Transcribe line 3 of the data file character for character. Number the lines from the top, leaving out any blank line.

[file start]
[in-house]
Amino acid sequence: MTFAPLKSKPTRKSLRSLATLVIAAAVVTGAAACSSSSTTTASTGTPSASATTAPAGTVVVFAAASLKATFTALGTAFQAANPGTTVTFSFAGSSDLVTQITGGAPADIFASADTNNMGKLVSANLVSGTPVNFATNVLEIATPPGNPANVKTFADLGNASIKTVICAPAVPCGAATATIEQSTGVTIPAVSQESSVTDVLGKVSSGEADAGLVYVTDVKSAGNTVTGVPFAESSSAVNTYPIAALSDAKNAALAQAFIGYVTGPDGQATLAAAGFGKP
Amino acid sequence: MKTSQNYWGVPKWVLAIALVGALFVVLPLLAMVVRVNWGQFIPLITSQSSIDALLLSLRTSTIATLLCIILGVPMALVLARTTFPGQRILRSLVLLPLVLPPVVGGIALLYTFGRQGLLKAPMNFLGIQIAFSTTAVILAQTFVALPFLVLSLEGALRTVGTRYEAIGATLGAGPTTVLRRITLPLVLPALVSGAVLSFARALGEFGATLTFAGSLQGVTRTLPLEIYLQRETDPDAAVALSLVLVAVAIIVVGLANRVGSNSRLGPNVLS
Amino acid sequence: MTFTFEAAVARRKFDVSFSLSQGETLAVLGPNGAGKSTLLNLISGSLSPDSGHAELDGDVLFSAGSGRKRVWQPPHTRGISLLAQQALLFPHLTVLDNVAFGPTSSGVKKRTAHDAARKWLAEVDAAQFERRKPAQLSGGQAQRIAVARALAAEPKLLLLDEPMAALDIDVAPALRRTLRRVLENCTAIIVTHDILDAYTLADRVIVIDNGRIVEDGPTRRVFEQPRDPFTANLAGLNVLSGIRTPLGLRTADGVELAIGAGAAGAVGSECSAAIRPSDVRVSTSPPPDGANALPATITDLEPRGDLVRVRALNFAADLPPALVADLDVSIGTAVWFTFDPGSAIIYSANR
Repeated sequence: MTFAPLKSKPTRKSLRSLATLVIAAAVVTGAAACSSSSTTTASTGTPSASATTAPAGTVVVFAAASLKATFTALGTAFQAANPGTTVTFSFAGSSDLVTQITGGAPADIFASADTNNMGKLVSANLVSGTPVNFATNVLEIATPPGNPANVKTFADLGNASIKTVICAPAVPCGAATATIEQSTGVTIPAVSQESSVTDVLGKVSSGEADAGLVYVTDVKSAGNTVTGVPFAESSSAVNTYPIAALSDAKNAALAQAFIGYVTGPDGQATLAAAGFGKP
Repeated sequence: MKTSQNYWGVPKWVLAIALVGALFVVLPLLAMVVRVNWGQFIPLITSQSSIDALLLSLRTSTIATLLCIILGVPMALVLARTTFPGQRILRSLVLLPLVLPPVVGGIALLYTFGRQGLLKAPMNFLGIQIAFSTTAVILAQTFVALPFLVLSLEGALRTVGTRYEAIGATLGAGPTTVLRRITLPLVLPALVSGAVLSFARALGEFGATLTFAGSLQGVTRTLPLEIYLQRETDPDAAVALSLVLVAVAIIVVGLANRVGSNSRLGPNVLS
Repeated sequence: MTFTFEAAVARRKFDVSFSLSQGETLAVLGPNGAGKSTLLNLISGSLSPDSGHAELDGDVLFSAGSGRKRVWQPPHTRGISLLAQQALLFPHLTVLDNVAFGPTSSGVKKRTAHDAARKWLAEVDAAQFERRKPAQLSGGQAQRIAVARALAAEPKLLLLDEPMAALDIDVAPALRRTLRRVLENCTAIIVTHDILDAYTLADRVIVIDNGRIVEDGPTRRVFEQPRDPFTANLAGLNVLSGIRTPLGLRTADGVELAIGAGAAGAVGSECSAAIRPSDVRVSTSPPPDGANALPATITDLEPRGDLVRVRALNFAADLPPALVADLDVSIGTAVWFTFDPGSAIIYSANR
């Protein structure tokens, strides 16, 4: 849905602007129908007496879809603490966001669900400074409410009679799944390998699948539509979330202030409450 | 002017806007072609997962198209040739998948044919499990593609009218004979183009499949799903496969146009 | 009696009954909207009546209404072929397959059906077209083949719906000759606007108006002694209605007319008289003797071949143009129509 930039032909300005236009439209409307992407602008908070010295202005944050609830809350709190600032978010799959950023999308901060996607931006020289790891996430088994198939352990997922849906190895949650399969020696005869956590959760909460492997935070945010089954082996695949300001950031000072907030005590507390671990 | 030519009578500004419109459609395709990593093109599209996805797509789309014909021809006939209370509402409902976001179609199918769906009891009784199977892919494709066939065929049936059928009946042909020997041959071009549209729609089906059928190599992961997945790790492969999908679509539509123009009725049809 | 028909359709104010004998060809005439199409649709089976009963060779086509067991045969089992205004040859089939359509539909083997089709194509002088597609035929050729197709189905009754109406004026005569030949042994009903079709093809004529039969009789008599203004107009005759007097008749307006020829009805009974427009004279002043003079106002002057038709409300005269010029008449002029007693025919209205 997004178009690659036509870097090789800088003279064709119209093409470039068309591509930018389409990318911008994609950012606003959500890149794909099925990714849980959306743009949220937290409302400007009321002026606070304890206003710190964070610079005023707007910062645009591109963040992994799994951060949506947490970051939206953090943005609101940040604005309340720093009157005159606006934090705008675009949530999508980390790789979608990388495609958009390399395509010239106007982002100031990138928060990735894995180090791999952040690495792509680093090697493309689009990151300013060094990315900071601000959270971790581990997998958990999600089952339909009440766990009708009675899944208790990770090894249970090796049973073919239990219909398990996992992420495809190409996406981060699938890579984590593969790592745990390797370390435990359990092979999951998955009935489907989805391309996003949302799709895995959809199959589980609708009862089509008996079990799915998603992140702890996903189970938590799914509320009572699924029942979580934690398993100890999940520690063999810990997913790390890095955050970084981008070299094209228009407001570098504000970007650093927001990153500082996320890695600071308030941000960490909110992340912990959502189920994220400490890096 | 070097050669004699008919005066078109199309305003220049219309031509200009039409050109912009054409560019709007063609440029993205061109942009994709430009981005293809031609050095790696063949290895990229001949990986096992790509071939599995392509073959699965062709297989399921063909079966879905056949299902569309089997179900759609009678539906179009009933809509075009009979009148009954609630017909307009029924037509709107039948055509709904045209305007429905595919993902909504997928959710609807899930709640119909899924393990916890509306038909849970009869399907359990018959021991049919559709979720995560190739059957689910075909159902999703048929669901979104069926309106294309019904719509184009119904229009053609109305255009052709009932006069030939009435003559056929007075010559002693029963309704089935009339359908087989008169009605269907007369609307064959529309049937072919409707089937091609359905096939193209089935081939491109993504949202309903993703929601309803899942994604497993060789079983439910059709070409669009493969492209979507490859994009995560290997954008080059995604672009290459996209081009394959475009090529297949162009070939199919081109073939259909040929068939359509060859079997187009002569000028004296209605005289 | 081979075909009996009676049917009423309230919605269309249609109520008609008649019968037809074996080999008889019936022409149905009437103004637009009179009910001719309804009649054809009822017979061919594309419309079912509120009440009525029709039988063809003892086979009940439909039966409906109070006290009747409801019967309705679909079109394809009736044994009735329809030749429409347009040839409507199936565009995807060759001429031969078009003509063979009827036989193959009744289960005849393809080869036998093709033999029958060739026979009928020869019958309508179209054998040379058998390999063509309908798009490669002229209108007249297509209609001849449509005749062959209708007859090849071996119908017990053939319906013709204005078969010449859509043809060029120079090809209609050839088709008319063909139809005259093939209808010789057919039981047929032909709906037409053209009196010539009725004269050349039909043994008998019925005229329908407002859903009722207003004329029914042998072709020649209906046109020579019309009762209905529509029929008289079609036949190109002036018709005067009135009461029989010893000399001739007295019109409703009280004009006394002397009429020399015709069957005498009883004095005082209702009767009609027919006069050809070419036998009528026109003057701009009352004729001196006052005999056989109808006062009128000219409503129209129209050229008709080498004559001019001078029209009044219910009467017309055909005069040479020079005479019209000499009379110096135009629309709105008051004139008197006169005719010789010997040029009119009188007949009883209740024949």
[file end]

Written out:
Amino acid sequence: MKTSQNYWGVPKWVLAIALVGALFVVLPLLAMVVRVNWGQFIPLITSQSSIDALLLSLRTSTIATLLCIILGVPMALVLARTTFPGQRILRSLVLLPLVLPPVVGGIALLYTFGRQGLLKAPMNFLGIQIAFSTTAVILAQTFVALPFLVLSLEGALRTVGTRYEAIGATLGAGPTTVLRRITLPLVLPALVSGAVLSFARALGEFGATLTFAGSLQGVTRTLPLEIYLQRETDPDAAVALSLVLVAVAIIVVGLANRVGSNSRLGPNVLS